Mathematics through play: The influence of adult intervention on young children’s shifts between play and mathematical discourses

Marie Therese Farrugia


Presently, a typical school day in a kindergarten (ages 3-5 years) in Malta tends to include periods of‘free play’ interspersed with structured adult-guided activities (Sollars, 2013). By free play, I refer to play of the child’s choice within the parameters of the physical environment and the resources available. Generally, the free play is carried out on small tables using tabletop toys, blocks, puzzles, and other items. The children might also play in the ‘home corner’ and other such areas. The play area/items might be suggested by the teacher or chosen by the children themselves. During periods of free play, the children will tend to play on their own, that is, without adult intervention. On the other hand, the school day also includes activities that are adult-guided. These include listening to stories, making crafts, singing, physical exercise, and learning letters and numbers. The latter often includes completing simple worksheets. Anecdotal evidence indicates that the structured approach to letter recognition and writing is given due importance as a ‘preparation for school’. However, the National Curriculum (Ministry for Education and Employment, 2012) and the related Learning Outcomes Framework (Directorate for Quality and Standards in Education, 2015), have set a new direction for early childhood education. These policy documents stipulate the pedagogy to be used for young children should be distinguished from the more structured pedagogy' used in the later years of primary schooling (ages 8-11). As a result, subject syllabi have been eliminated and the various disciplines, including mathematics, are expected to be targeted indirectly or in relation to ongoing projects.The teacher is expected to take the role of a ‘responsive’ adult, even during play, during which observation and continuous assessment of children are crucial. As Stacey (2009, p. 14) recommends: “Join the children in play and engage in authentic conversations with them”.

Given this new direction, I wished to explore what it might mean to ‘learn mathematics through play’. I wished to first explore if, and how, young children engage ‘spontaneously’ with mathematics during play, and then to reflect on how an adult might be instrumental to encourage children to give numerical/quantitative interpretations to their play items. In order to support my reflections, I drew on the theoretical construct of discourses. In this chapter, I distinguish between ‘play discourse’ and ‘mathematical discourse’ and consider learning mathematics as a shift from the former to the latter. In particular, I draw on the classic works by Vygotsky (1967) and Walkerdine (1988) and on the more recent elaboration of mathematical discourse by Sfard (2008).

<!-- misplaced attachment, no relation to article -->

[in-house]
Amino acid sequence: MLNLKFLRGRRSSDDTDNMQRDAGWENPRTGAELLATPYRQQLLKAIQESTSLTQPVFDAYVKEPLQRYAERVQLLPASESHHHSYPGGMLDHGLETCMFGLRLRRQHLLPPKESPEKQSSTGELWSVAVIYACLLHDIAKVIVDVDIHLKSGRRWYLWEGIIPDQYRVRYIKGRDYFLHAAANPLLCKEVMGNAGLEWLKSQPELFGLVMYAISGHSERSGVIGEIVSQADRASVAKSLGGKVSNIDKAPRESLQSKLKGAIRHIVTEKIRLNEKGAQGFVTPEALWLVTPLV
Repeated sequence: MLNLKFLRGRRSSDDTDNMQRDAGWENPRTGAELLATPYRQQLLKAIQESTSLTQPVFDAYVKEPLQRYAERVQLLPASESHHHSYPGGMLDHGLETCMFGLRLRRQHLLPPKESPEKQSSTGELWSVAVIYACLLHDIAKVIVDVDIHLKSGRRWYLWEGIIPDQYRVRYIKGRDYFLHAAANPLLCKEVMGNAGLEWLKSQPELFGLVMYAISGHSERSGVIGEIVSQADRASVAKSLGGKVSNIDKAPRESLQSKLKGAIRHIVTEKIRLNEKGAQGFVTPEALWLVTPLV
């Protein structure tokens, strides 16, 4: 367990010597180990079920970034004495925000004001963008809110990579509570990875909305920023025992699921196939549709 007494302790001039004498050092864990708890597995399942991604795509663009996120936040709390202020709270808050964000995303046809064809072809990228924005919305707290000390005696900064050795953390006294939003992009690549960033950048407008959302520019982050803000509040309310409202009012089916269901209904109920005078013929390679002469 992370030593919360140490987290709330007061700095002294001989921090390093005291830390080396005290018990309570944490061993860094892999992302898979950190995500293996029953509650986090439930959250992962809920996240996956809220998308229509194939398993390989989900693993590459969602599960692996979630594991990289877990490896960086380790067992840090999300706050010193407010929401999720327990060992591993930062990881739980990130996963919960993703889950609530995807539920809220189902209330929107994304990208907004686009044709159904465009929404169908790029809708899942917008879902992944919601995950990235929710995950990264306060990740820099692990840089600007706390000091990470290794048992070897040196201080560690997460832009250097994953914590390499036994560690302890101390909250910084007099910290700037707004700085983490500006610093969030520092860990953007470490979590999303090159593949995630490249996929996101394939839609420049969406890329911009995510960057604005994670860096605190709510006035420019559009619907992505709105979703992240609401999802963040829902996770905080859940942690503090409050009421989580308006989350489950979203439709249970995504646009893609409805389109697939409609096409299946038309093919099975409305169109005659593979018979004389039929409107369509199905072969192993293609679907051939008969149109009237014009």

Play and mathematics

White (2014) presents behavioural and dispositional criteria that characterise play. She states that an activity can be described as ‘play’ if it is: pleasurable, intrinsically motivated, process-oriented, freely chosen and non-literal (that is, it involves make- believe). Tucker (2010) notes that play is a feature of etfective early years pedagogy and, indeed, writing within the context of mathematics education, Bjorklund (2016) conjectures that there is hardly any early childhood educator or researcher who would not argue for the value of children’s play. However, Helenius, Johansson, Lange, Meaney and Wernberg (2016) explain that the acknowledgement of the importance of the educator in early childhood education has led to questions about the kind of learning that children gain when “left to their own devices’” (p. 7) and, indeed, Tucker (2010, p. 7) states, that “all play needs quality adult involvement at some level”. For the present discussion, I find it helpful to refer to involvement as ‘intervention’, using the definition for intervention offered by Duncan and Lockwood (2008): all things adults do to support and extend children’s learning. This not only includes sensitive interaction as children play, but also has implications for the very resources provided for play so that, as aptly put by Novakowski (2015), one can open possibilities by limiting choices depending on items provided.